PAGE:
Mr. KOTKIN: You know, I feel like saying don't get me started. You know, Mike and I are both, you know, Californians. I mean, I've been here since 1971. This is a state that, you know, I think if, you know, my feeling is if God had a good day it was when he made California.
And how we have managed to blow our great advantage, and how we don't seem to be coming out of the recession particularly well either, is really quite shocking, and I think well, Mike might have some explanations as well, but I certainly think that we've had a very bad time with our regulatory environment.
And then the whole atmosphere of a failed state, of a place that cannot run itself, I think has an impact.
CONAN: Failed state - we're talking California, not Somalia here.
Mr. KOTKIN: Right.
CONAN: Okay. Mike Shires?
Prof. SHIRES: Well, you know, I think one of the big things is that especially for the Sun Belt, this was a transformational recession. I mean, you know, we've changed the order of business. We used to have sort of broad-based growth in these areas because of speculation, because of growth in the real estate market.
That speculation and growth has not only deflated, but there's really no expectation it's going to come back, and so the entire economy is really cautious.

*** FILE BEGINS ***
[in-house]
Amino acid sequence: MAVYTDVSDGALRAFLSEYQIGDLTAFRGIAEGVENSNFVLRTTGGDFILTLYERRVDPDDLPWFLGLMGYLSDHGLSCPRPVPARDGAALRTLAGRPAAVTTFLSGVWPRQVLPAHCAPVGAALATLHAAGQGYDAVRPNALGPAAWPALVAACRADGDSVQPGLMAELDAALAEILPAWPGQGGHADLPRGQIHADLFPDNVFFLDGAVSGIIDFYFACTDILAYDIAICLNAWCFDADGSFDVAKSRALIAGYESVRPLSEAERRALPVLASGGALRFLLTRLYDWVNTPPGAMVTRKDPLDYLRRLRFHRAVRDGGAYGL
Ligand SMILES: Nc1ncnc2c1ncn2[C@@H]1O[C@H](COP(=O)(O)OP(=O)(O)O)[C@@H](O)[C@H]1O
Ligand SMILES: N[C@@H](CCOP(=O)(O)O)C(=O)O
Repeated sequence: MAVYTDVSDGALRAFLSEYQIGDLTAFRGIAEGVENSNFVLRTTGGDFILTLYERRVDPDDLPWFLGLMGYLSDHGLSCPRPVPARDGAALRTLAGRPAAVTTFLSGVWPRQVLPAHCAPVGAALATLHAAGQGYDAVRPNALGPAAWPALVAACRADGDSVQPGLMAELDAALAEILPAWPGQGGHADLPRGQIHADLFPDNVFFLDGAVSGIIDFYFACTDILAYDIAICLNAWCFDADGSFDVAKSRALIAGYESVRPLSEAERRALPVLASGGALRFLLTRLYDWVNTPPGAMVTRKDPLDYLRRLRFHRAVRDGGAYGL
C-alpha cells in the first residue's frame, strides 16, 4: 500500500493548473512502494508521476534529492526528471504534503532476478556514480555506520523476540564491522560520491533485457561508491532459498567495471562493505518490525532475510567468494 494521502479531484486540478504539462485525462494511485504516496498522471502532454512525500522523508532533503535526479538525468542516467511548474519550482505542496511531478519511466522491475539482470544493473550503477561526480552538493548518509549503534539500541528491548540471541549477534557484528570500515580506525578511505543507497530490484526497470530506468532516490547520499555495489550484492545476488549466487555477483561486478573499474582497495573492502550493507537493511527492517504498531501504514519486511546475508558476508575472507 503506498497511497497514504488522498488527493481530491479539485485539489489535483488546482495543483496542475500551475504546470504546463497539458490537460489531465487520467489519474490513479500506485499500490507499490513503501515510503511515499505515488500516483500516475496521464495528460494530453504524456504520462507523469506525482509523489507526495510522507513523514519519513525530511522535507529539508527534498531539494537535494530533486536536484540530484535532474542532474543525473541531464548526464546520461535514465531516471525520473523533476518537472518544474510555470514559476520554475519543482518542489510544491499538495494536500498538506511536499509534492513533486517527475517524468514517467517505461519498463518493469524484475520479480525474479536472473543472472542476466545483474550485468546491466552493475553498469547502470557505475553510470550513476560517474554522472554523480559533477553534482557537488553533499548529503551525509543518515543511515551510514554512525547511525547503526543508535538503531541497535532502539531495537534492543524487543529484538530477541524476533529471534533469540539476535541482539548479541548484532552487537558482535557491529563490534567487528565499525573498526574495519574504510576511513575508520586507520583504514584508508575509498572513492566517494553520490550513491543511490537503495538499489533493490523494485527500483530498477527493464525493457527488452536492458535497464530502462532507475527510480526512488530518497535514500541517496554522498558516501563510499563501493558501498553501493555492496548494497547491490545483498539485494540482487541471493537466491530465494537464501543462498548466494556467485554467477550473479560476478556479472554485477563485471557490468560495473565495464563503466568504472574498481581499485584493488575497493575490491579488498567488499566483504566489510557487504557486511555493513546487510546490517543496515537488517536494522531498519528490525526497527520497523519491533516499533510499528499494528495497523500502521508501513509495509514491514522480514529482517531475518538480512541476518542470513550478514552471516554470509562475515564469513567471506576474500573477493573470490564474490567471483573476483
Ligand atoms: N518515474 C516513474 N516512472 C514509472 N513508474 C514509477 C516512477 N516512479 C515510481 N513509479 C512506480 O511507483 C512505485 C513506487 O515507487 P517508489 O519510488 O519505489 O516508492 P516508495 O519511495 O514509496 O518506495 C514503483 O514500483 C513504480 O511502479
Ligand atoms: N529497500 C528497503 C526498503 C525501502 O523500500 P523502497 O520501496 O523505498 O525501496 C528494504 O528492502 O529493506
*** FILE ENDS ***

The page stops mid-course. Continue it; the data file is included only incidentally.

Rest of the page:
You stack on top of that, in the case of California, an extremely progressive public finance system that was heavily dependent on really wealthy, you know, speculative behaviors, and then you add into that sort of a lackadaisical economic strategy and a heavily regulated environment, and it's going to be tough for California.
That's not to say we won't come out of it, but unlike recessions in the past, where we just sort of waited for the economy to grow us out of it, this one is going to take a slow, deliberate path.
CONAN: We want to get some callers involved in the conversation. If you moved for a job in the past year, how did that work out for you? Are you ready to move for a job. 800-989-8255. Email us, firstname.lastname@example.org. Katherine(ph) is on the line with us from Sonoma County in California.
KATHERINE (Caller): Hi, yeah, I'm ready to move. I'm moving down to the East Bay to take a job in a high-needs school, to teach in a high school that needs science teachers. I haven't worked in 23 years, but I'm ready to go back in there and help the new generation learn science, because my husband's been out of work for 10 months.
CONAN: Wow, and what does your husband do?
KATHERINE: He was a consultant in the finance industry.
CONAN: In the finance industry that has fallen on hard times, yeah.
CONAN: And so you're going back to the East Bay, to a high-needs area, as you describe it?
KATHERINE: Right, there's money going in to train people who have not been teachers before to take on the job of teaching the next generation. (Technical difficulties) learned, and I'm going to try it and see how it goes.